Democratic nerves are running high that the Senate will kill the so-called “Climate Bill” that just made it out of committee in the House. But a 9-13 vote yesterday in its Energy and Natural Resources Committee prevented the removal of renewable energy mandates from a broader energy bill — suggesting that the Senate might be more amenable to the controversial American Clean Energy and Security Act than previously thought.

Even more encouraging to the climate bill’s supporters in the House, two staunch republicans joined Democrats in opposing the amendment: Bob Corker (R-Tenn.) and Sam Brownback (R-Kan.). The energy package in the Senate (still open for amendments) would require 15 percent of U.S. retail electricity to come from renewable sources by 2021, whereas the House’s climate bill calls for 20 percent by 2020.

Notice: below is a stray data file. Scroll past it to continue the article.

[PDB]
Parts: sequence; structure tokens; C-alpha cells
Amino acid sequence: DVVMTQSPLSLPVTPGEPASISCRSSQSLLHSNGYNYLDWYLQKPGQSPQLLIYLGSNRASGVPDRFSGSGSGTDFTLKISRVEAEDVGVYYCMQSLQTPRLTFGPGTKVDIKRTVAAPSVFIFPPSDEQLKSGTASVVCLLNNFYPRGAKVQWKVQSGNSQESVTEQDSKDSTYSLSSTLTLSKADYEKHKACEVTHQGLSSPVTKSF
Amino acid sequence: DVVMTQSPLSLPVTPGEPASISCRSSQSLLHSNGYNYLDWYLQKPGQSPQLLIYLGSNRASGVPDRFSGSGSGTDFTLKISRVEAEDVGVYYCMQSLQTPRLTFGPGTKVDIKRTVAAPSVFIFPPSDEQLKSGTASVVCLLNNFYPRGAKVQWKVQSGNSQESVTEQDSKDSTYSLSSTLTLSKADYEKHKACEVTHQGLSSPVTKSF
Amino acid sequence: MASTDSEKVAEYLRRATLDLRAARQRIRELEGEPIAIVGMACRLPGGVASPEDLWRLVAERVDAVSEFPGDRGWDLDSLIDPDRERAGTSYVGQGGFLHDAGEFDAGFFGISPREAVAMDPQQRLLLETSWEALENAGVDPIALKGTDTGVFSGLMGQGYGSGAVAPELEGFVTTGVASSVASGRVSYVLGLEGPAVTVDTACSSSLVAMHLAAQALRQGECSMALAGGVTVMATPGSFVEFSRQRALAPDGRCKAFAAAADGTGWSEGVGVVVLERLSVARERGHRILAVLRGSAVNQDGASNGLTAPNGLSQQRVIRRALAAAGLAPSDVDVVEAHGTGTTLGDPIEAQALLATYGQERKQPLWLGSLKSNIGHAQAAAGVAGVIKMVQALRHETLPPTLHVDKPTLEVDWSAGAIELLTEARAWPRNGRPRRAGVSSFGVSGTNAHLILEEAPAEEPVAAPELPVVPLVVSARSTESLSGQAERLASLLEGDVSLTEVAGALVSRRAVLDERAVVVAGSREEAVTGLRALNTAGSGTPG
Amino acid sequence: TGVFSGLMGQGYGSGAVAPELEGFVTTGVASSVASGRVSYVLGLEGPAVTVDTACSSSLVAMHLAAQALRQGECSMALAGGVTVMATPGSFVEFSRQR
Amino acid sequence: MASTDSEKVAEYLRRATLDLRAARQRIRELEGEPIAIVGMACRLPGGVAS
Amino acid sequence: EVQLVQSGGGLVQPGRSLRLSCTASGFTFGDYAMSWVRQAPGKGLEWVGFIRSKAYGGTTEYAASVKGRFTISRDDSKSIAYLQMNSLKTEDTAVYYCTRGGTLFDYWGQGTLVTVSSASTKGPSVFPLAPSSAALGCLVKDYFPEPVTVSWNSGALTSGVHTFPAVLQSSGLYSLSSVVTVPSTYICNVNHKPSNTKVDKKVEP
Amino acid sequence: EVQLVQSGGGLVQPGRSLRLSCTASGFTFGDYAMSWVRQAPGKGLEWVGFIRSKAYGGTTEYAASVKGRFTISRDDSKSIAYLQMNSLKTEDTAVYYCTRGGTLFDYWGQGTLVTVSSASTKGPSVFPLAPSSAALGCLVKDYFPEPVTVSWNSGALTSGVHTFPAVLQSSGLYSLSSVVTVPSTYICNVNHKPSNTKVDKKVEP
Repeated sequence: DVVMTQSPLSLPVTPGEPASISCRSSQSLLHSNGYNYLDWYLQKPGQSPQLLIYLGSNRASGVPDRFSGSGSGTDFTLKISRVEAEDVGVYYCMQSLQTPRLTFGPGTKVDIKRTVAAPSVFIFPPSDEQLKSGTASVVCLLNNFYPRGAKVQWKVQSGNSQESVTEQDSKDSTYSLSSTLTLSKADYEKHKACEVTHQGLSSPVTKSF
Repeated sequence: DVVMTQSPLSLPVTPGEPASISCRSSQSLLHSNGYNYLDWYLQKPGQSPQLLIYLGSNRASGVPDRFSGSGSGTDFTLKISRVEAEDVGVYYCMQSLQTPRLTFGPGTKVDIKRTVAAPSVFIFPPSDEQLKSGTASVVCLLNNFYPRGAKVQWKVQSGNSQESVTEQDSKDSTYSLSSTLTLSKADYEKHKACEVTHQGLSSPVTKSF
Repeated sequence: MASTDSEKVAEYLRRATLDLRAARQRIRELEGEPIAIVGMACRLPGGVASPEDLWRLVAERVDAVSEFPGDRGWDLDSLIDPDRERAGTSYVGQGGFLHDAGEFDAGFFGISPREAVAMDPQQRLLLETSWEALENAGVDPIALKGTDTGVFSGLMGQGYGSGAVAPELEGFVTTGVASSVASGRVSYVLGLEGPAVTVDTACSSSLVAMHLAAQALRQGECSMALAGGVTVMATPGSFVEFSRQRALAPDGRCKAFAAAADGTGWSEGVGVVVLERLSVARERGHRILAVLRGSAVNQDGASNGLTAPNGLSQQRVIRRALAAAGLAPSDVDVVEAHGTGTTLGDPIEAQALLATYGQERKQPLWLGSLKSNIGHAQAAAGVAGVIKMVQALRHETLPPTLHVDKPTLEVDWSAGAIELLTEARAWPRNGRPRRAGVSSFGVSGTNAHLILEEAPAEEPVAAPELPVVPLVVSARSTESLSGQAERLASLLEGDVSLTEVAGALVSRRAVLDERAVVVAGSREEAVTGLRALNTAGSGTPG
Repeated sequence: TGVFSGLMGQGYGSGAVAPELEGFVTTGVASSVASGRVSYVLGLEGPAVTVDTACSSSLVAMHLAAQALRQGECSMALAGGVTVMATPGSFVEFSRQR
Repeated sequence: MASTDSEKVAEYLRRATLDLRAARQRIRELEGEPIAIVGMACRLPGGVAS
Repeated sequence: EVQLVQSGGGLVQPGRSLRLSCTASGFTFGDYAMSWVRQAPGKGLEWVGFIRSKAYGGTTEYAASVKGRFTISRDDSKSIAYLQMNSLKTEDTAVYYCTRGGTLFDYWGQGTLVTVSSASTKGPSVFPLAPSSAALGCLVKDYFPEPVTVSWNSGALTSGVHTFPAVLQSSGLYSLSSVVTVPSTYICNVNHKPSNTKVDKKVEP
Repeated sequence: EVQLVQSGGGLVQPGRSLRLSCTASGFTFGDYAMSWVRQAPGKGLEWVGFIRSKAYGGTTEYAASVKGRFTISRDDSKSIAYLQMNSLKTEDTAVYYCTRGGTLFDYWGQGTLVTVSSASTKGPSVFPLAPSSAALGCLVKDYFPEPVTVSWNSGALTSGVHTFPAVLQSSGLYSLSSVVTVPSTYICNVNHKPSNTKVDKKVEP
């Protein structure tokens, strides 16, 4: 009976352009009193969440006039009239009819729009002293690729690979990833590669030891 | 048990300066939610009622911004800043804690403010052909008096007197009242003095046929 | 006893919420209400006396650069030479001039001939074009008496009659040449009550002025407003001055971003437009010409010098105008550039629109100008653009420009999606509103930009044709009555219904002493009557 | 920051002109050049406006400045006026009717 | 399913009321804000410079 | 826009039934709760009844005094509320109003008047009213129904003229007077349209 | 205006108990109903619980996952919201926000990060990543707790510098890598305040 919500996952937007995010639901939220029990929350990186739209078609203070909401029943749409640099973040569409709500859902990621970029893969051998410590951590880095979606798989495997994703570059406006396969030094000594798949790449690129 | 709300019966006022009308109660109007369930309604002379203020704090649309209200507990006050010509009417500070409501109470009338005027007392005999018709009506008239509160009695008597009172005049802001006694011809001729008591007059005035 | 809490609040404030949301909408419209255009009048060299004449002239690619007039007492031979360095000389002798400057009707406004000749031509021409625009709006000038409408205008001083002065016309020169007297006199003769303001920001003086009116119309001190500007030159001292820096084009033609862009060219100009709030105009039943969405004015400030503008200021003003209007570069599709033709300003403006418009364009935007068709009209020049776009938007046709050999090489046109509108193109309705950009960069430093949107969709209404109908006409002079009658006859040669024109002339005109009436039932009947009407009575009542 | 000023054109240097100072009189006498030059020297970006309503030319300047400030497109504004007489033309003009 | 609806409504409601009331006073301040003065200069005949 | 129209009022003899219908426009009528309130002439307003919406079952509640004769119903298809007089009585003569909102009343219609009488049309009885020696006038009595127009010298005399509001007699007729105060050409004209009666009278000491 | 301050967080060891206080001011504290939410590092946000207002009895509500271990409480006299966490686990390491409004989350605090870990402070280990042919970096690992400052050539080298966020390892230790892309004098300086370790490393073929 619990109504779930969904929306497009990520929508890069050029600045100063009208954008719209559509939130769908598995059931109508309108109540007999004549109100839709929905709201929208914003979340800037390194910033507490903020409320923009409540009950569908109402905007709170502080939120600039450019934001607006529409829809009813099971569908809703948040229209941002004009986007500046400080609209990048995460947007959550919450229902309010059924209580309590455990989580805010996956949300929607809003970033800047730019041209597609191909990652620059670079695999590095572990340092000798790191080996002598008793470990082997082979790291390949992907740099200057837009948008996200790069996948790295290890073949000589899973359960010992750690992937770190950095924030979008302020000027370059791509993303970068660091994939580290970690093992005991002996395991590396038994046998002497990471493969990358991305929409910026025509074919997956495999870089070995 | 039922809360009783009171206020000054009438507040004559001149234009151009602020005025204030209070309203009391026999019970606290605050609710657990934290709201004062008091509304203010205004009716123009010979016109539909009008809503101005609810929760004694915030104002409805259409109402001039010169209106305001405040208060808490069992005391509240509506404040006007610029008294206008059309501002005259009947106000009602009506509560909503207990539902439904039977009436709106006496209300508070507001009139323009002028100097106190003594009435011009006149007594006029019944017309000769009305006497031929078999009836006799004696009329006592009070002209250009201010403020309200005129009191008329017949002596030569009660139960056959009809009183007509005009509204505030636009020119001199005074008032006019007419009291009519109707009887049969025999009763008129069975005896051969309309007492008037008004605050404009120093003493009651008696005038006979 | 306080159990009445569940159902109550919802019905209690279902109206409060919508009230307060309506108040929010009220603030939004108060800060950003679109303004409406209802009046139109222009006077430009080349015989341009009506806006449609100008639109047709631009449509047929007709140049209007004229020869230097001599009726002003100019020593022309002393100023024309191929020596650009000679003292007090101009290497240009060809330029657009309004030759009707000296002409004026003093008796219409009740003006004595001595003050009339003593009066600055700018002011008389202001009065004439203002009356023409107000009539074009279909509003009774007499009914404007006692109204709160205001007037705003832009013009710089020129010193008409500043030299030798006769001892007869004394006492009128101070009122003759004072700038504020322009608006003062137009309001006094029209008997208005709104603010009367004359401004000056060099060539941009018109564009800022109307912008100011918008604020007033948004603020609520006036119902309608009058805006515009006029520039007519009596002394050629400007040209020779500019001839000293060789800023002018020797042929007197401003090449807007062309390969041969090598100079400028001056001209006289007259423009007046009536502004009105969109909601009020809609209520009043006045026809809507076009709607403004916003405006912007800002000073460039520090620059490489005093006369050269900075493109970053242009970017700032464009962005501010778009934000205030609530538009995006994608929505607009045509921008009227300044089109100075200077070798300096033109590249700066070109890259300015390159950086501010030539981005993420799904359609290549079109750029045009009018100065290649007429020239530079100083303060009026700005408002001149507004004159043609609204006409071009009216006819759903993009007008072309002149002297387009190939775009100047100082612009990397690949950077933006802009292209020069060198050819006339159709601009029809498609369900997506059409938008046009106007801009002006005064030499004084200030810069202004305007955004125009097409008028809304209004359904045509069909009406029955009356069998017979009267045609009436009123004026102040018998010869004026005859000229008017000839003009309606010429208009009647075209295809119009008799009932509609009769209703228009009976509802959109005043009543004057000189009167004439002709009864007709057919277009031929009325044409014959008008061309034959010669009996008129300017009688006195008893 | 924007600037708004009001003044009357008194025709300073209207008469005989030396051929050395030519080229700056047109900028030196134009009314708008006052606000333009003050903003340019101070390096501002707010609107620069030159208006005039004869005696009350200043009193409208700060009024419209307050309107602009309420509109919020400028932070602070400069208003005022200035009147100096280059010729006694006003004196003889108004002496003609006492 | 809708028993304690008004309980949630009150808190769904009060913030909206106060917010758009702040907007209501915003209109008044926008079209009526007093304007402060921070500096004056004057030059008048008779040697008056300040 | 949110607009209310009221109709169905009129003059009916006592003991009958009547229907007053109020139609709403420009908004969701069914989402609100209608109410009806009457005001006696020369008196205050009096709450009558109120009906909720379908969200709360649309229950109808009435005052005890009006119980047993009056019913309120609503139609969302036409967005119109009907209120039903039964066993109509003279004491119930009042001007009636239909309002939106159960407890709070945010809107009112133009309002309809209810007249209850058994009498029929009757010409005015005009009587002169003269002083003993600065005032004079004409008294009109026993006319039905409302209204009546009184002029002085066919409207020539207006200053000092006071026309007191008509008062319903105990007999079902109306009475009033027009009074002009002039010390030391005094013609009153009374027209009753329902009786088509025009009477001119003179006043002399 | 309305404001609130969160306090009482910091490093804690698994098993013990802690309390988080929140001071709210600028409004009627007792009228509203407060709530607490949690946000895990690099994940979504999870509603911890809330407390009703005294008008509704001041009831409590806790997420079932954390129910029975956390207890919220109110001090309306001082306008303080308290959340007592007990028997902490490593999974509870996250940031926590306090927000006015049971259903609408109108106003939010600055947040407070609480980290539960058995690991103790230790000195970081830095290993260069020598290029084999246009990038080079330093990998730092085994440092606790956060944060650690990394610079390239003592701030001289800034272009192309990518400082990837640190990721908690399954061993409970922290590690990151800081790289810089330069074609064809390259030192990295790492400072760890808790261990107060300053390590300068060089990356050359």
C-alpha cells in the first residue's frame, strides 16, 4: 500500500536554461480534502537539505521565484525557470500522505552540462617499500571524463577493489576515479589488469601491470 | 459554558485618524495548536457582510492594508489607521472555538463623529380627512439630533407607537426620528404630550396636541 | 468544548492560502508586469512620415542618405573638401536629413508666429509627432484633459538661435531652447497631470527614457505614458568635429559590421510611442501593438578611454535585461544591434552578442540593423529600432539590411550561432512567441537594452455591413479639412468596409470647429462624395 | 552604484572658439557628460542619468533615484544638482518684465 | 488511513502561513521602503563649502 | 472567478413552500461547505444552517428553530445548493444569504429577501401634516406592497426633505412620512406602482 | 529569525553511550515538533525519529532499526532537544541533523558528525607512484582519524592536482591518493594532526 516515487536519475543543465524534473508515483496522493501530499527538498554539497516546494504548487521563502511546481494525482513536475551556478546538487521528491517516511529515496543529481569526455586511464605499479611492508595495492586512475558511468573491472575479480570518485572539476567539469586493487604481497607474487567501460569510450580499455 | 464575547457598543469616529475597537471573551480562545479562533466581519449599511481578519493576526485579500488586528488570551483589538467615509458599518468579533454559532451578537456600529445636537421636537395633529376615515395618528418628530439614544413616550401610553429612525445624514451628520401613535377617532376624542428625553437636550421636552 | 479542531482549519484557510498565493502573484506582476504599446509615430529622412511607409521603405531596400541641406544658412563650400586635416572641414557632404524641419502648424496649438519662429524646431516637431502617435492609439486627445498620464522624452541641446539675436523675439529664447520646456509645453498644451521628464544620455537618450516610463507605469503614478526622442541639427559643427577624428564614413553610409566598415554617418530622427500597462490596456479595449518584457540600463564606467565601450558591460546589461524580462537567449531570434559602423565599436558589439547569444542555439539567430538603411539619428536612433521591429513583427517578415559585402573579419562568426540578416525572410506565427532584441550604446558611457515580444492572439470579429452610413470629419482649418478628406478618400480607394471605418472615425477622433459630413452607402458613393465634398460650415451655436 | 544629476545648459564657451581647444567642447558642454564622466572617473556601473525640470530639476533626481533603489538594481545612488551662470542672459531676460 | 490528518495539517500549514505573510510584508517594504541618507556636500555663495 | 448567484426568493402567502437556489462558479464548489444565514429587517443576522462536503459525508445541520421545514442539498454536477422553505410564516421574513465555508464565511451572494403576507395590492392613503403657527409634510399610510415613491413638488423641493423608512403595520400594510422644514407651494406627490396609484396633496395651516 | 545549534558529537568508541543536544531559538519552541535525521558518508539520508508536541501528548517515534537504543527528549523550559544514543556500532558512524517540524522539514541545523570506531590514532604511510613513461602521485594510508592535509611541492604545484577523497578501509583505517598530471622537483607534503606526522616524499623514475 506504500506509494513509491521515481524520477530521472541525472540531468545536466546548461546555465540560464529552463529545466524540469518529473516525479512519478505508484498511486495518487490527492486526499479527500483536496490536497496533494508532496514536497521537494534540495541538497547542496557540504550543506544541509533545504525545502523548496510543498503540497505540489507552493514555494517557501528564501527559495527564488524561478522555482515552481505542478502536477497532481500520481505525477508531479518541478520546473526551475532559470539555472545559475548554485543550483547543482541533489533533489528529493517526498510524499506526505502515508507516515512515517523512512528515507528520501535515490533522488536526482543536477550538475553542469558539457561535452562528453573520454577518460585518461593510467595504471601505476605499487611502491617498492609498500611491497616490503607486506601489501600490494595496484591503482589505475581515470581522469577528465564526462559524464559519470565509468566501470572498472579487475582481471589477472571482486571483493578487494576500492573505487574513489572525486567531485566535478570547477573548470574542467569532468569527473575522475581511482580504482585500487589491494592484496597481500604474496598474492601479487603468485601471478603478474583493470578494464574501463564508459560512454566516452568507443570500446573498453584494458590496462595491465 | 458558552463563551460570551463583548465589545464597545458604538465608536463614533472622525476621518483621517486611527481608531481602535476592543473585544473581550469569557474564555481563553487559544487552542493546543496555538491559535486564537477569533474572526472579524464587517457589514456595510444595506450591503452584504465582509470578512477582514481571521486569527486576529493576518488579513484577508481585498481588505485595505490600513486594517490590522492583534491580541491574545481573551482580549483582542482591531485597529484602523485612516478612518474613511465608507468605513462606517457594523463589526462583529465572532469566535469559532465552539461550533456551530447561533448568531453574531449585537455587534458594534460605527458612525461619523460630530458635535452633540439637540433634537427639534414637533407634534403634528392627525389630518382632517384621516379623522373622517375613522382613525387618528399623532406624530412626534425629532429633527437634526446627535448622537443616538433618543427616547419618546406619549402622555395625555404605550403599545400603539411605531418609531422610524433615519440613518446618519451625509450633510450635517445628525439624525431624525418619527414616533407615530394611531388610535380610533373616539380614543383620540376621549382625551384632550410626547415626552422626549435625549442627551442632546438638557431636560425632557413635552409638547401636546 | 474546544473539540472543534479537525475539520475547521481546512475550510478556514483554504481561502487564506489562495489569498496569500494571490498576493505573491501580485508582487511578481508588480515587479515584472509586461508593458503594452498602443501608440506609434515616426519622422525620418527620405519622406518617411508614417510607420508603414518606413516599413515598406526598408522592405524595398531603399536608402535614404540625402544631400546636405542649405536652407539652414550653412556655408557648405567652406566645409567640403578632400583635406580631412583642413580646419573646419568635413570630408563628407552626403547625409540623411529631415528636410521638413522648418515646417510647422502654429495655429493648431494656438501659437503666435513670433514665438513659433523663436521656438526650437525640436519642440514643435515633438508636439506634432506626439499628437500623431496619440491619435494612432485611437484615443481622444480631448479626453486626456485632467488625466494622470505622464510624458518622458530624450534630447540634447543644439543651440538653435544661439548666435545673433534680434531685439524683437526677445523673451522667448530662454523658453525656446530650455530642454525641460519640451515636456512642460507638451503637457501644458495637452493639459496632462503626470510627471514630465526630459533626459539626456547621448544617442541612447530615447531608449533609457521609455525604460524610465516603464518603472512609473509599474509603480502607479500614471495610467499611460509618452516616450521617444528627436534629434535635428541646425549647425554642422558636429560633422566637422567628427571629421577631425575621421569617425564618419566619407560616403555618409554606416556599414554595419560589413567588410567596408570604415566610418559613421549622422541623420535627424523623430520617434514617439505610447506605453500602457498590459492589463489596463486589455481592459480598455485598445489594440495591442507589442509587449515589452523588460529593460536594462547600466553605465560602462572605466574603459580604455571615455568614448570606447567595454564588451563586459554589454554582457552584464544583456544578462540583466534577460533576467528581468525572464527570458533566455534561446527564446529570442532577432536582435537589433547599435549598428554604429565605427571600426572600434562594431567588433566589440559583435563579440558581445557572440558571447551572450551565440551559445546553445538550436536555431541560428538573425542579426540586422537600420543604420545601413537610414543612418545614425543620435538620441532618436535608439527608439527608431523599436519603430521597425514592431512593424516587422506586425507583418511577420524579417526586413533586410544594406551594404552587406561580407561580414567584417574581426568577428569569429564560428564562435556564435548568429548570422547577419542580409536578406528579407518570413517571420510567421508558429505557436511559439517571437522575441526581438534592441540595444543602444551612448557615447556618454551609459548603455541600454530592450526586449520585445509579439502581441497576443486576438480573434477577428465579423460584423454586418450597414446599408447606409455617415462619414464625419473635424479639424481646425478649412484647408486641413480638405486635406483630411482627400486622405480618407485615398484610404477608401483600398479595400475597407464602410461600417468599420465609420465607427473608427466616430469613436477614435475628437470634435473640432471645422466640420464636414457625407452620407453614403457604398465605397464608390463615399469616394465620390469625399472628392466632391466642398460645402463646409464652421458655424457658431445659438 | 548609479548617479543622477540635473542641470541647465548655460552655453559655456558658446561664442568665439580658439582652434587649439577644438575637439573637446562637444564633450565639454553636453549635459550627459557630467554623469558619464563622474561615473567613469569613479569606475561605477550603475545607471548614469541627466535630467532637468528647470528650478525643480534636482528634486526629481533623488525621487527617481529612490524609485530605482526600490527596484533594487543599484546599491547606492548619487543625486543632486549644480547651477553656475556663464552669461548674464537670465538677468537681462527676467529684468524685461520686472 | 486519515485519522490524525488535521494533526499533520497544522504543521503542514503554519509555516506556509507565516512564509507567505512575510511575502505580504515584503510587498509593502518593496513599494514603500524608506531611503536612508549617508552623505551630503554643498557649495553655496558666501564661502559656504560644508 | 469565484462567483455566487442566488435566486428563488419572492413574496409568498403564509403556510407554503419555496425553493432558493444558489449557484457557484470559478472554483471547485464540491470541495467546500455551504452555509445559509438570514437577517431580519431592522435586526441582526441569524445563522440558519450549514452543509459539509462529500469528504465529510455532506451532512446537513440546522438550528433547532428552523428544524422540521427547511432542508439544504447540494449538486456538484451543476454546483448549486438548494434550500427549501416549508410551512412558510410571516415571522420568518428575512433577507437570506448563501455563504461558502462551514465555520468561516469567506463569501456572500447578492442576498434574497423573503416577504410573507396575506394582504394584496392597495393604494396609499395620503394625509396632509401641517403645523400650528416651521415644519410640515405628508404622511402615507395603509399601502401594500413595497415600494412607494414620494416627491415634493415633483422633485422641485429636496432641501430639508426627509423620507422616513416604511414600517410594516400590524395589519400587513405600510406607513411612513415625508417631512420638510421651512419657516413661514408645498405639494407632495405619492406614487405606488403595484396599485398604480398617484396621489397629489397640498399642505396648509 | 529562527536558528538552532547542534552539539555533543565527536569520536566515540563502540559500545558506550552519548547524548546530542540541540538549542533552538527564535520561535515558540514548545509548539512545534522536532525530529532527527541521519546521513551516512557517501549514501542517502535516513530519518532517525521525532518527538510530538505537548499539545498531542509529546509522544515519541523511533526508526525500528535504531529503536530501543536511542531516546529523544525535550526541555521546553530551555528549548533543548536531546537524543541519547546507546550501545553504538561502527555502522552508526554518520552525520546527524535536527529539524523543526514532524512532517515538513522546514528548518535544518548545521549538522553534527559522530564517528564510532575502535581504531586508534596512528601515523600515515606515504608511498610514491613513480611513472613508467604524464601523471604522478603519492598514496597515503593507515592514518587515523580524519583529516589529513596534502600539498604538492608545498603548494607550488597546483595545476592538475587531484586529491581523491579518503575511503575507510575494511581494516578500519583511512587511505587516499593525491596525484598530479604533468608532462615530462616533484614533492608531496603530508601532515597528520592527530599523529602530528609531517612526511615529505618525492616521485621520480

Still, the vote might not be indicative of the climate bill’s fate in the Senate. The energy package focuses on renewables, not emissions — which has been the flashpoint for opposition in the House. Republicans and Democrats agree that the climate bill’s recommended cap-and-trade emissions system remains imperfect, would be difficult to implement and would have a radical impact on the already ailing economy. Undoubtedly, the bill’s supporters and lobbyists still have a tough road to hoe.

Both bills would chip away at president Barack Obama’s overall plan to have a quarter of American electricity be generated by renewable sources by 2025. But some have suggested he’d be willing to stick both pieces of legislation in a drawer until 2010 so that he can go to bat for health care reform instead. With industry strongly opposing the climate bills’ ramifications for the economy and national employment and officials on both sides of the aisle admitting their unwieldy faults, Obama may choose to conserve his political capital. Health care is the top priority for most of Americans, after all.

Both pieces of legislation follow in the footsteps of mandates approved or pending in 29 states and Washington, D.C. Predictably, California leads the pack, aiming to have 33 percent of electricity derived from renewables by 2020.